Karajan put the same meticulous attention to detail that made him a master of Nibelungen productions into the design of his cars. When he contacted the Porsche special order department in 1974 about a new Type 930, he made it absolutely clear that he wanted a lighter and more sports-oriented version of the standard production vehicle. Karajan dictated that the car should weigh less than one thousand kilograms and its power-to-weight ratio should be well under four kilos per hp—no easy task, given that the standard version was already at 1,140 kilos and 260 hp. The Porsche CEO at the time, Ernst Fuhrmann, carried out the special wishes of his prominent customer himself. Karajan’s Turbo was given the racing chassis of an RSR and the body of a Carrera RS, along with a racing suspension and rollover bars. The interior was rigorously stripped down. The backseat was replaced by a steel roll cage, while the radio and any symphonies it might have played gave way to the harmonies of the flat-six engine, which could mobilize around 100 more hp thanks to a larger turbocharger and a sharper camshaft. Lightweight construction even extended to replacing the door handles with slim leather straps that opened the catch when pulled. And Porsche specifically requested permission from Rossi, the vermouth producer, to replicate the Martini Racing paint job from the 911 Carrera RSR Turbo 2.1 that finished second in the 24 Hours of Le Mans in 1974.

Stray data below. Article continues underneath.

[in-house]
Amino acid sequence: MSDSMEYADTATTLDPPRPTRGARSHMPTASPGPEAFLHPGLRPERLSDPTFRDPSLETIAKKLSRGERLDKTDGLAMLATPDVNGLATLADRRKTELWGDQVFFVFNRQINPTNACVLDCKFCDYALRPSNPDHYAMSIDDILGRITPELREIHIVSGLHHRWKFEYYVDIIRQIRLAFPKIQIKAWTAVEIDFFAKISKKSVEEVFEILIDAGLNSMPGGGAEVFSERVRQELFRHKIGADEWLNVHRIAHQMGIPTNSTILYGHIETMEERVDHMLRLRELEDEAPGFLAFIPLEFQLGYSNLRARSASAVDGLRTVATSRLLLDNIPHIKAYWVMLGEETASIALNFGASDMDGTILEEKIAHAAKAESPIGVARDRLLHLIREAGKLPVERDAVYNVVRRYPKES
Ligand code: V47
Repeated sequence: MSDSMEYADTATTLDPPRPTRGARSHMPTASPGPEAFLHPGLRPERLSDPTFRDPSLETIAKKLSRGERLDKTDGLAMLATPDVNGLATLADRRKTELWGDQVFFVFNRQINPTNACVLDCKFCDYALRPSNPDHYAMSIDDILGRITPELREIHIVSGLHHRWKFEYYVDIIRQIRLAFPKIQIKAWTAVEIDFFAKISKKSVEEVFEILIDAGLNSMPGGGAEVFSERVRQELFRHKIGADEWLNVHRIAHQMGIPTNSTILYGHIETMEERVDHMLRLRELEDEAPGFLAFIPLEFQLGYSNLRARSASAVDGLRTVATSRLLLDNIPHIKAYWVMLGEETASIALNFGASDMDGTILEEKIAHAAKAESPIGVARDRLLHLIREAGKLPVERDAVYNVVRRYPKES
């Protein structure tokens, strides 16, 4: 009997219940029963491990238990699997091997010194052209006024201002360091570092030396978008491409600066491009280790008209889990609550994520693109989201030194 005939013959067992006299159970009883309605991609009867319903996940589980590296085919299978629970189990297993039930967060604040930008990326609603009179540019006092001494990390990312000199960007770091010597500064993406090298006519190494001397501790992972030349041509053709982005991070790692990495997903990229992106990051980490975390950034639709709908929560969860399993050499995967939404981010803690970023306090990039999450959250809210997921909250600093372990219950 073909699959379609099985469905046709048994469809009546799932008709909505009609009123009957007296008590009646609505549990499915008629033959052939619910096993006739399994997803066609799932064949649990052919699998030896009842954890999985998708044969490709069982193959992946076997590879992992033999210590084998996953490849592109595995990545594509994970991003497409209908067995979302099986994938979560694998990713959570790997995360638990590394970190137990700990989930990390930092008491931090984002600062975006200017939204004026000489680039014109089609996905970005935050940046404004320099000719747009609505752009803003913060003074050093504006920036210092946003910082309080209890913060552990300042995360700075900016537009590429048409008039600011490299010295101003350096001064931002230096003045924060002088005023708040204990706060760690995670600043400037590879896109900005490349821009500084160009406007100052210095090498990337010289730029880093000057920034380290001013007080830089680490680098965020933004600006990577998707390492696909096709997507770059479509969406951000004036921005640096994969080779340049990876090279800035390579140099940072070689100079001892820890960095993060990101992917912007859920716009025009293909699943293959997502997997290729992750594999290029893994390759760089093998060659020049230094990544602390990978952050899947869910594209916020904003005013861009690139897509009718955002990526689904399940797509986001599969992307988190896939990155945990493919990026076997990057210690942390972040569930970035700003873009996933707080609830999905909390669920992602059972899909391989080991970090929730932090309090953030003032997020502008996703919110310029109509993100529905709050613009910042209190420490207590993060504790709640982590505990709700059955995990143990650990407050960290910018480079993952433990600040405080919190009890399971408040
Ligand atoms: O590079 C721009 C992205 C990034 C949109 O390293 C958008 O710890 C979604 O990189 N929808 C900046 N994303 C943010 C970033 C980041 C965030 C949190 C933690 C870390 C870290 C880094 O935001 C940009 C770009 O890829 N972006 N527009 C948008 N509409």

Karajan, a mastermind throughout his life, made so many records with the Berliner Philharmoniker that he was already dreaming in the 1970s, rather immodestly, about the immortality of his life’s work. “For him there was only one direction: forward,” recalls Strehle. “He never rested. He kept on learning his entire life, and kept developing both us and himself, including the business aspects.” The maestro’s constant desire to move forward expressed itself not only on the stage but also in his hobbies. And his favorite means of forward locomotion was the brand from Zuffenhausen. Over the years, he drove a Porsche 356 Speedster, a 550 A Spyder, two 959s, and several Porsche 911s. “Year after year we would stand in front of the latest model like little boys, absolutely fascinated. Karajan was a model for us in everything he did, and of course we tried to emulate him.” A native of the Swabian region of Germany, Strehle shares Karajan’s love for Porsche. One year after joining the Berliner Philharmoniker, he purchased his first 911. The Turbo remained just a dream. Until today.